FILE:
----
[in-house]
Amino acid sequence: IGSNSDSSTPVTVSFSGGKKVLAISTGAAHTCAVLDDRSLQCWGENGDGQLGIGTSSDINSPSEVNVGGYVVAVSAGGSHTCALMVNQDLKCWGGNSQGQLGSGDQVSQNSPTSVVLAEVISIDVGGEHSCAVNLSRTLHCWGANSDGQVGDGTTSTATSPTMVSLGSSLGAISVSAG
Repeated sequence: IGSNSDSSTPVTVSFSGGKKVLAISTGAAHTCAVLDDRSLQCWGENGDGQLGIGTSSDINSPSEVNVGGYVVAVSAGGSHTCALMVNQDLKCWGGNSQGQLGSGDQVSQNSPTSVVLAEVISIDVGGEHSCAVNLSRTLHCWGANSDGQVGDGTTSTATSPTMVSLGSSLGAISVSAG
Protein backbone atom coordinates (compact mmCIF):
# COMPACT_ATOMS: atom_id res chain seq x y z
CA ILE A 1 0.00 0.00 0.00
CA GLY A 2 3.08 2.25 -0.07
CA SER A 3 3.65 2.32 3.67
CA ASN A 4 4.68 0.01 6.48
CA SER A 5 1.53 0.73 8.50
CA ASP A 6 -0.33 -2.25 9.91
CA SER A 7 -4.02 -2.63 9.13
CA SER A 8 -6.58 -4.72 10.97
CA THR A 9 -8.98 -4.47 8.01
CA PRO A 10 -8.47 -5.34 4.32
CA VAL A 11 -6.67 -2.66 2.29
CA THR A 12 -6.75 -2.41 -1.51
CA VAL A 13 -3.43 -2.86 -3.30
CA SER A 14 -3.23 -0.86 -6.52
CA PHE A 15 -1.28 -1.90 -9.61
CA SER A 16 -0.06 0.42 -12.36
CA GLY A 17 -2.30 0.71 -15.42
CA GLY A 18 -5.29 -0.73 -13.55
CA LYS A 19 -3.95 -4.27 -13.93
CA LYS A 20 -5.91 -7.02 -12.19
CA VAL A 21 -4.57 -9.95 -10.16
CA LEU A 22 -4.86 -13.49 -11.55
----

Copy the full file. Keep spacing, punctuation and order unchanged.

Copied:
[in-house]
Amino acid sequence: IGSNSDSSTPVTVSFSGGKKVLAISTGAAHTCAVLDDRSLQCWGENGDGQLGIGTSSDINSPSEVNVGGYVVAVSAGGSHTCALMVNQDLKCWGGNSQGQLGSGDQVSQNSPTSVVLAEVISIDVGGEHSCAVNLSRTLHCWGANSDGQVGDGTTSTATSPTMVSLGSSLGAISVSAG
Repeated sequence: IGSNSDSSTPVTVSFSGGKKVLAISTGAAHTCAVLDDRSLQCWGENGDGQLGIGTSSDINSPSEVNVGGYVVAVSAGGSHTCALMVNQDLKCWGGNSQGQLGSGDQVSQNSPTSVVLAEVISIDVGGEHSCAVNLSRTLHCWGANSDGQVGDGTTSTATSPTMVSLGSSLGAISVSAG
Protein backbone atom coordinates (compact mmCIF):
# COMPACT_ATOMS: atom_id res chain seq x y z
CA ILE A 1 0.00 0.00 0.00
CA GLY A 2 3.08 2.25 -0.07
CA SER A 3 3.65 2.32 3.67
CA ASN A 4 4.68 0.01 6.48
CA SER A 5 1.53 0.73 8.50
CA ASP A 6 -0.33 -2.25 9.91
CA SER A 7 -4.02 -2.63 9.13
CA SER A 8 -6.58 -4.72 10.97
CA THR A 9 -8.98 -4.47 8.01
CA PRO A 10 -8.47 -5.34 4.32
CA VAL A 11 -6.67 -2.66 2.29
CA THR A 12 -6.75 -2.41 -1.51
CA VAL A 13 -3.43 -2.86 -3.30
CA SER A 14 -3.23 -0.86 -6.52
CA PHE A 15 -1.28 -1.90 -9.61
CA SER A 16 -0.06 0.42 -12.36
CA GLY A 17 -2.30 0.71 -15.42
CA GLY A 18 -5.29 -0.73 -13.55
CA LYS A 19 -3.95 -4.27 -13.93
CA LYS A 20 -5.91 -7.02 -12.19
CA VAL A 21 -4.57 -9.95 -10.16
CA LEU A 22 -4.86 -13.49 -11.55